Boehner: Unclear if path to citizenship can be approved by House

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Speaker John Boehner (R-Ohio) on Thursday said “a vast majority” of House Republicans want to deal with immigration reform but, it wasn’t clear if legislation that includes a path to citizenship for illegal immigrants could pass the House.

Boehner spoke at a press conference a day after he convened a special conference meeting to discuss the party’s approach to President Obama’s top domestic priority.

The pivotal question for the conservative House GOP is whether a majority of its members could back eventual citizenship for the estimated 11 million illegal immigrants — a central demand of Obama and congressional Democrats.

“Well, we’re going to find out,” Boehner said. “But it’s clear from the conversation yesterday that members do believe, that a vast majority of our members, do believe that we need to wrestle with this problem.

“They also believe that we need to do this step-by-step, common-sense approach,” he added. “Thirdly, I would add it’s clear that securing our borders and having the ability to enforce our immigration laws are the first big step in this process.”

The Speaker spent much of the press conference defending his decision to advance immigration bills individually, rather than as one comprehensive proposal like the plan the Senate passed last month.

“I do believe that these big comprehensive bills tend to cause all kinds of problems,” Boehner said. “Members haven’t read the bills, and that’s why you’ve heard me talk about a step-by-step approach on a number of issues that we deal with around here. And I think when it comes to immigration reform, moving through this in a methodical, step-by-step approach allows members to read the bills, understand the bills and frankly, allows the American people to have greater confidence that we have our arms around what we’re doing.”

The Speaker would not put a timetable or deadline on House action, and it’s increasingly likely that the debate over immigration will extend well into the fall. The Judiciary and Homeland Security committees have approved five individual immigration bills, but the GOP leadership has not announced plans to bring them to the floor. None of the proposals address the status of the 11 million illegal immigrants.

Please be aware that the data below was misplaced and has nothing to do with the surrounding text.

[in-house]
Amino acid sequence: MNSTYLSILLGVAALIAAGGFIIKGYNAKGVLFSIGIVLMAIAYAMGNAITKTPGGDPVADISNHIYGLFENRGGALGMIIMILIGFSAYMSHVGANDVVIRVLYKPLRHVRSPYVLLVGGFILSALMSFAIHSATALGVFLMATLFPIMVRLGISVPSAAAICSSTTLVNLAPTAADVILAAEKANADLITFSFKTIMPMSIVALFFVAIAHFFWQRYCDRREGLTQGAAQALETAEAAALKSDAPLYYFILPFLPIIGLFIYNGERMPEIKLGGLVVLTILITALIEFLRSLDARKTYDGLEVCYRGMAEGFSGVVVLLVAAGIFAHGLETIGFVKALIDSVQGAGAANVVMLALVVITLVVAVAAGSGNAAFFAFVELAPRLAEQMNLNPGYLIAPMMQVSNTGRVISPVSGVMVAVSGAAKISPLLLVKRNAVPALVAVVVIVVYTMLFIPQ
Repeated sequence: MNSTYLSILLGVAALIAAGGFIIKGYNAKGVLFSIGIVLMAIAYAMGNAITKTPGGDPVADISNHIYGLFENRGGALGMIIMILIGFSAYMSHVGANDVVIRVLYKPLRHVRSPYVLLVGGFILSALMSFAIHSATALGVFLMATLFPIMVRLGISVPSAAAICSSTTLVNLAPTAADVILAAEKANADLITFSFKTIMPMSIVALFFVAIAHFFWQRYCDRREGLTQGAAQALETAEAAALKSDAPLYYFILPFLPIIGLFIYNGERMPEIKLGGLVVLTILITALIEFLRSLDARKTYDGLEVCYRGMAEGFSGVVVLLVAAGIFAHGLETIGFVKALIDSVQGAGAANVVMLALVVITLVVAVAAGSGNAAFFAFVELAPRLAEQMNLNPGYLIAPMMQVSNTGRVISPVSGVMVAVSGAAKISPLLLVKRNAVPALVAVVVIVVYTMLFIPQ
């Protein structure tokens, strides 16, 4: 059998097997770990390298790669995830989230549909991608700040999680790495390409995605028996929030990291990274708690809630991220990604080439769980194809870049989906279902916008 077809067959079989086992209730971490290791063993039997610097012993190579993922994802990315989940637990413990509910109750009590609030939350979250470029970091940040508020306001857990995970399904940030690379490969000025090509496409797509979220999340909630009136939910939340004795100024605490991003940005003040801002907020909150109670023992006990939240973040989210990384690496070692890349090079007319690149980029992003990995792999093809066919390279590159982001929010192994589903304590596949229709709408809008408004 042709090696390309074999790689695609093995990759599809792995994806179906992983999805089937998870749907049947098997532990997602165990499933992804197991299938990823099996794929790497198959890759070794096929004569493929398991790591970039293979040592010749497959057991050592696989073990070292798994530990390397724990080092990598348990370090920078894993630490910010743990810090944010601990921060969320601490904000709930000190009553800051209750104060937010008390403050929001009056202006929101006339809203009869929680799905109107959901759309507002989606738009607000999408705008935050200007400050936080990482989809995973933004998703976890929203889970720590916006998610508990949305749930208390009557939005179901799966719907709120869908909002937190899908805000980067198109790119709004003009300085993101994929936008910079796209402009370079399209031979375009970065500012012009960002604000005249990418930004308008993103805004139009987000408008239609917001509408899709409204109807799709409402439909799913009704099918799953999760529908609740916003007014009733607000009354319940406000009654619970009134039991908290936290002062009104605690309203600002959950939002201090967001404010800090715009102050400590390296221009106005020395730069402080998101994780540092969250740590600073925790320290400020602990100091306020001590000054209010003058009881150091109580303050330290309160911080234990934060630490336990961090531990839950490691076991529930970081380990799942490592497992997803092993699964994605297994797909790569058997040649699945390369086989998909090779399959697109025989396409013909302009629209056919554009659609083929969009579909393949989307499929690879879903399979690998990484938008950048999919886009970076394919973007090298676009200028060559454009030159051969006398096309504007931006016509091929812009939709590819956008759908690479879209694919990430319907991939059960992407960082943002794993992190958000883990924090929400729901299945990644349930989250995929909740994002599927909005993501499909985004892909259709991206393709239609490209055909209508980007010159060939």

“We’ve got a broken system that needs to be fixed, and I made a strong case yesterday that it needs to be fixed and Republicans ought to be a part of the solution,” Boehner said. But in a message aimed at Democratic leaders, he added later: “It’s going to take some bipartisan cooperation in order to move this process along.”

Democratic leaders oppose the bills that have come out of the Judiciary Committee, but they have not ruled out helping Republicans pass piecemeal reforms through the House to get to a conference committee with the Senate.

Boehner spoke as two authors of the Senate immigration bill, Sens. Charles Schumer (D-N.Y.) and John McCain (R-Ariz.), met with President Obama at the White House.

They emerged saying they would not try to “bigfoot” the House into passing the Senate bill, which Boehner has ruled out.

“We are ready to negotiate,” McCain said. “We are ready to talk. We are ready to sit down with you.”

McCain and Schumer — two of the eight authors of the Senate’s immigration bill, said they felt better about immigration reform’s prospects in Washington given calls at the House GOP conference meeting on Wednesday by Boehner and Budget Committee Chair Paul Ryan (R-Wis.) for the House to move forward.

“If I had to choose a word to describe yesterday's House meeting, it would be encouraging,” Schumer said. “Immigration reform has a strong future here in Washington.”

The tone from Schumer was a shift from earlier in the week, when he warned that negotiations would be fruitless unless the House could pass a path to citizenship on its own.

— Justin Sink contributed to this story.